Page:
Anyhow about Breton music, being a Highland piper I look at it from the piping perspective, the bands called "Bagad", like a Highland pipe band but with a Bombarde section in addition to the ordinary Pipe section and Drum section. This music is very exciting to listen to and very different from Highland piping. As mentioned above there is the ‘call and response’ thing going on, where the Pipes and Bombardes play a phrase together, then the Bombardes drop out and the pipes alone play a response.
There is, at least on the Bagad albums I have, less variety in key and in metre than on typical Highland pipe albums. Highland pipe band music uses various keys A Major, A Mixolydian, B minor, D Major, and sometimes G Lydian, while on the few Bagad albums I have (from top famous bands) every single tune is in B minor. (Played over an A drone BTW, one would think that they would retune the drones up to B).
Likewise a typical Highland pipe band album will feature a number of metres such as marches in 2/4, 3/4, 4/4, (there’s even one 5/4 that’s commonly played), 6/8, 9/8, plus strathspeys in 4/4 and jigs in 6/8 and 9/8, and hornpipes in 2/4, and airs in various metres. On my Bagad albums every dance tunes seems to be in 4/4, and there are slowish marches in 4/4 also.
But these things certainly don’t make all that Bagad music ‘sound the same’.
I forgot I posted this yesterday! 🙂
Ahh guys you were relatively tame on me !
I was expected the usual tirade of negative comments, criticisms and downright personal insults that so often fall upon unsuspecting ‘posters’. 🙂
To set the scene…. I’ve learnt a few Breton Tunes and enjoying playing them (they seem to be almost hypnotic) but while listening to Jean-Michael Veillons album ‘Beo’… I’m thinking is that the tune I play?… yes it is… oh no its not…. oh it is… oh no its not… etc etc.
Maybe its because I haven’t really heard that much… (which isn’t a crime by the way!)… but to my ears the tunes all sound so similar its hard to distinguish one from another , I could be wrong but there doesn’t appear to be as much diversity in Breton Music (huge generalization I know) than Irish Folk Music.
I’m wondering am I missing a whole area.
"they seem to be almost hypnotic"
No ‘almost’ required in that sentence. The tunes go with line dances which are very repetitive and can go on for a while, so they can induce a mild trance-like state. Get along to a Fest Noz if you ever get a chance. More so than with Irish music I think you have to do the dances to really ‘get’ the tunes.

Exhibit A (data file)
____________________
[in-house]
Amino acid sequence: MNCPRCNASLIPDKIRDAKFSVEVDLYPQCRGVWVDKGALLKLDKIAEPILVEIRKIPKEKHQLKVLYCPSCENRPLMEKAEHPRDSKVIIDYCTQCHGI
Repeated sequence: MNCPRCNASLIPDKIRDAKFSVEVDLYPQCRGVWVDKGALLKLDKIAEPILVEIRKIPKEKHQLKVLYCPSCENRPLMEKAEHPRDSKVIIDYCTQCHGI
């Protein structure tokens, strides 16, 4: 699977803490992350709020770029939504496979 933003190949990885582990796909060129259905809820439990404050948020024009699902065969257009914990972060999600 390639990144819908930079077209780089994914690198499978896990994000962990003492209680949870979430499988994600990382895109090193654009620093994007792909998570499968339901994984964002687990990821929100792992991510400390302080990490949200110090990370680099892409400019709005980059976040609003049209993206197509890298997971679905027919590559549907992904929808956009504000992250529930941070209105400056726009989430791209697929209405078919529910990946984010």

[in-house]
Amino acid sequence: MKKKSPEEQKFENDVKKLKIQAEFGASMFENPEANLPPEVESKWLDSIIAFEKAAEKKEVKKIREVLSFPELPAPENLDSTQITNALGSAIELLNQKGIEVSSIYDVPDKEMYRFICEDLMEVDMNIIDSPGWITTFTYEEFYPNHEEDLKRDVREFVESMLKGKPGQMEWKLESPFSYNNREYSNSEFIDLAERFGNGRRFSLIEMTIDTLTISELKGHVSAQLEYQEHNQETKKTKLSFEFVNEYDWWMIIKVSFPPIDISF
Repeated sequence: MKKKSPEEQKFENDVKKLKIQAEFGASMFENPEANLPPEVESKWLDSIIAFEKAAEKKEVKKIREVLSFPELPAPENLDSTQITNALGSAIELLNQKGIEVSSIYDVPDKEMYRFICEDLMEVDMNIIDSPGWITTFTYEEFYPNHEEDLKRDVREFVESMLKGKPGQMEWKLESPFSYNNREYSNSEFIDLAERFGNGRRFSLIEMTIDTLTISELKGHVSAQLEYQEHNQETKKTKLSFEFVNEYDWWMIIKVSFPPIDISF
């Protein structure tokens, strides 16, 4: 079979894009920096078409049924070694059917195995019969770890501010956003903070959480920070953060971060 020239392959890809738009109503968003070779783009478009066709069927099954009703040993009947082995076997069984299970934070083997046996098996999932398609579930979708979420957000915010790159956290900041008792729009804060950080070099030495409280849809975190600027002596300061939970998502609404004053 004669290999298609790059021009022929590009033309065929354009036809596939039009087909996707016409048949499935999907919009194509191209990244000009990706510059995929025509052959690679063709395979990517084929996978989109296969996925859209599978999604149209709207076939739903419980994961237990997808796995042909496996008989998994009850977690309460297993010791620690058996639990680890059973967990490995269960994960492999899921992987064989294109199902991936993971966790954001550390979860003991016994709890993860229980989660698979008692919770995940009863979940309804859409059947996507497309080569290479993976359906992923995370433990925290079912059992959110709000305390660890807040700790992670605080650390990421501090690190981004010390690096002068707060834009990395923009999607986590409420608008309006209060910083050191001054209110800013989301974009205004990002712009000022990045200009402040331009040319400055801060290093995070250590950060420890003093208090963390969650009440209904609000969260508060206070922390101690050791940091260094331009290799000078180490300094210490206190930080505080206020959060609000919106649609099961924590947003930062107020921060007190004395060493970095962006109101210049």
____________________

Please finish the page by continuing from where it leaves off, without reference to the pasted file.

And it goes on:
"I’m not sure of all the Breton(Gaelic?) styles of music, but I don’t think Cape Breton and Irish music sound alike."
As Mix has already clarified, ‘Breton’ and ‘Cape Breton’ have nothing to do with each other. *Breton* influence, if any, is more likely to be heard in the traditional music of neighbouring Quebec and other Francophone areas of Canada. (Although, presumably, Cape Breton was settled by Bretons at some point, before the Brits shoved them out.) Cape Breton music, while distinct from Irish music, is much more closely related to that than to Breton music.
Another point: The term ‘Gaelic’ doesn’t apply to Breton people, culture , music or language. The Breton language belongs to the other (Brythonic) branch of the Celtic family and is closely related to Welsh and Cornish.
That said, many players of Breton music also play Irish music and some have successfully managed to incorporate Irish stylistic elements into their playing of Breton music.
Ok, I see now. So Breton isn’t exclusively synonymous with Celtic or Gaelic?
Not at all. If anything, Breton and Gaelic are sub-branches of Celtic, just like azure and marine are shades of "blue".
Debate of de bait …. priceless, Jim!
No, Breton refers to someone from Brittany, in France. Like American refers to someone from the United States.
Cape Breton, an island off coast of Nova Scotia in Canada, was initially named by the French in the 1600s (the French, like other European nations, liked naming things after places in France), but later, the 18th and 19th centuries, the predominant European settlers who moved there were Scottish, mainly from the Western Isles. Therefore Cape Breton music sounds more like Scottish music than anything else.
[*Debate or de bait …. priceless, Jim!*]
Well, after 11 years on here, there are no surprises 🙂
Ah ok. 🙂
Check out Guidewires to hear a Breton/Irish crossover
Breton music has an arguably greater diversity than Irish music
- more dance types (at least 10 major rhythms, which in turn are specialized into several dozen more)
- I find a wider variety of "innovations within the tradition": different ways if composing, arranging, varying and improvising while still being danceable (and literally, danced to) music.
Because of some of the instrumentation, available keys to play in can be limited. And for the same reason most tunes span only just over an octave.
I personally really dislike the wall of soundness of pipe bands and, like in Irish music, I prefer a small combo of 2-5 people.
I once had an ambition to write a series of blog posts presenting a taste of different traditions. I only got so far as these 5 videos of Breton music:
- Plinn par Ebrel/Kergoët: http://www.youtube.com/watch?v=Zm8SzRtwd4M